On Sunday's Last Week Tonight, John Oliver shone a little light on an important person in your community who, if you are lucky, you don't think about very often, if ever. "Whenever we talk about criminal justice reform, we tend to just talk about policing, public defenders, judges, and prisons, and skip over a crucial element there: prosecutors, the attorneys who work for the federal, state, and local government and bring cases to trial," he said. "Prosecutors decide whether you get charged and what you get charged with, and therefore heavily influence what kind of sentence you could face."

People tend to overlook the power prosecutors have, so "let's start with a truly incredible fact here: The vast majority of the time, your fate is not decided by a judge or a jury of your peers, because nearly 95 percent of the cases prosecutors decide to bring end up with the defendant pleading guilty," Oliver said. Judges are mostly resigned to this system, "because at least plea bargains keep the system moving," he explained, and prosecutors have a lot of tools to get innocent people to plead guilty.

For the 5 percent who opt for a trial, prosecutors control the case files, sometimes "ambush" the defense with exculpatory evidence right before the trial, or they never hand it over — and when they are caught withholding evidence, Oliver found only one district attorney ever held to account, barely. He gave some egregious examples of misconduct and suggested some legislative fixes, but argued the easiest way to hold prosecutors accountable is to elect reform-minded district attorneys. Which requires a little bit of research. "Most people know as much about their local D.A. as they know about their local Cheesecake Factory manager," he said: "Chances are, you don't know who they are, and if you do, it's probably because something truly terrible has happened." There is NSFW language. Watch below. Peter Weber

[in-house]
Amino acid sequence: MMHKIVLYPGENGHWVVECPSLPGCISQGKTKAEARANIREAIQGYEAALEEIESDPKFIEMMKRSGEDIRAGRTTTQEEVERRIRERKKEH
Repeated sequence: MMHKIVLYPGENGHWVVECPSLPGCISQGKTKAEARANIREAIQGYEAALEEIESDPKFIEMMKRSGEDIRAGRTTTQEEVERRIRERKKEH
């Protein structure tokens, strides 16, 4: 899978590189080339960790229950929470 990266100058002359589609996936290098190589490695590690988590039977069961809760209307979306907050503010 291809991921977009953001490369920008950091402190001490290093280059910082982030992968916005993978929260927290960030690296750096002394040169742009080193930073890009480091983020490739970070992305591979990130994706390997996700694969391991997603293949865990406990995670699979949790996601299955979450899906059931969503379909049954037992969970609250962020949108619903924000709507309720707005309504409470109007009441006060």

July 30, 2018

John Oliver began Sunday's Last Week Tonight with the latest installment of his look at President Trump's "Stupid Watergate" mess — a scandal "with the potential gravity of Watergate, if the entire White House was on bath salts and Nixon was a raccoon with his head stuck in a jar of peanut butter." And it's not just that Special Counsel Robert Mueller was somehow on the same recent flight as Donald Trump Jr., he said. "There was a series of potentially damaging revelations this week, courtesy of the president's former lawyer, Michael Cohen."

"Historically, 'there are tapes' hasn't worked out well for presidents," Oliver said. "It's one of those phrases that is universally foreboding, like 'the virus is airborne' or 'Ronan Farrow is working on an article about you.'" The tape where Trump discusses burying his alleged affair with a Playboy model "could be a problem for multiple reasons," he said, but Cohen's "second bombshell" about Trump knowing beforehand of the meeting his son and campaign chiefs had with Kremlin-linked officials offering election collusion "is potentially huge," if not all that surprising. "Breaking news: The president actually knew about meeting that involved his son, his son-in-law, and his campaign manager discussing dirt about his greatest enemy that took place where he lived and worked in a building which has his f---ing name on it!"

The last development is Mueller reportedly weighing whether Trump's tweets constitute obstruction of justice, a situation Oliver agreed might highlight Trump's accidental genius: "Just think about it — it's innately hard to believe something is a crime when it's done loudly and blatantly right in front of you."

Oliver also had a NSFW message for Facebook, in response to the social network giant's public-image-burnishing promise to return to its friend-sharing roots. And he elaborated his point with his own version of Facebook's ad, which is also NSFW. You can watch it below. Peter Weber